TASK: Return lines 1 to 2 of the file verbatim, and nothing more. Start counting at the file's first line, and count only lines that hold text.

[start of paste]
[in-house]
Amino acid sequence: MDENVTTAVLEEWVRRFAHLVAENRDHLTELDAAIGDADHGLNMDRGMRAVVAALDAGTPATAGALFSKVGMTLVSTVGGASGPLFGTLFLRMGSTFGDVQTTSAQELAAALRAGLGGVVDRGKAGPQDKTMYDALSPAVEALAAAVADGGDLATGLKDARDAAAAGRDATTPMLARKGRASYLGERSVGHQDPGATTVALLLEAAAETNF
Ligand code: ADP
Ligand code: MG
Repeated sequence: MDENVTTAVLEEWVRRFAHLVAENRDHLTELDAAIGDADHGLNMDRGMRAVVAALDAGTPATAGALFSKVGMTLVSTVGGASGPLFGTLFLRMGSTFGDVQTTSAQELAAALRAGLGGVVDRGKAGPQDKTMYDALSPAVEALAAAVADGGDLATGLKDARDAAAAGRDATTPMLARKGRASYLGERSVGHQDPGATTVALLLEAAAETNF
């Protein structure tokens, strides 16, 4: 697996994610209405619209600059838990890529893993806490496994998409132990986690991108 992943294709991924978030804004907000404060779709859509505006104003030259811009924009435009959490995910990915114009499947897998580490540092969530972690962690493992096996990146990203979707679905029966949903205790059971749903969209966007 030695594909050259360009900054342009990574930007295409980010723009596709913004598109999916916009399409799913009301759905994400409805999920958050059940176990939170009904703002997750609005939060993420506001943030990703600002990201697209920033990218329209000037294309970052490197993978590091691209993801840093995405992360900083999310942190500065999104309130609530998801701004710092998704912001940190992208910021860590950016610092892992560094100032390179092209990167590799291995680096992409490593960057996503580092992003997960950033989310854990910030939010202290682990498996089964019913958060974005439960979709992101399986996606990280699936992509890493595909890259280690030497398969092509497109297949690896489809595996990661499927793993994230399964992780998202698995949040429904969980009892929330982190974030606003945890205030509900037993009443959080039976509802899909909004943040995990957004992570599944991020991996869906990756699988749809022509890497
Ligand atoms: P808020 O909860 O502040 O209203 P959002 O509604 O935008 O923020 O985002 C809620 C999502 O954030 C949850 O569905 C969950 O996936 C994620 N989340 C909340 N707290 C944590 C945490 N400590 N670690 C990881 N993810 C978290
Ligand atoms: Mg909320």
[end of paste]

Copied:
[in-house]
Amino acid sequence: MDENVTTAVLEEWVRRFAHLVAENRDHLTELDAAIGDADHGLNMDRGMRAVVAALDAGTPATAGALFSKVGMTLVSTVGGASGPLFGTLFLRMGSTFGDVQTTSAQELAAALRAGLGGVVDRGKAGPQDKTMYDALSPAVEALAAAVADGGDLATGLKDARDAAAAGRDATTPMLARKGRASYLGERSVGHQDPGATTVALLLEAAAETNF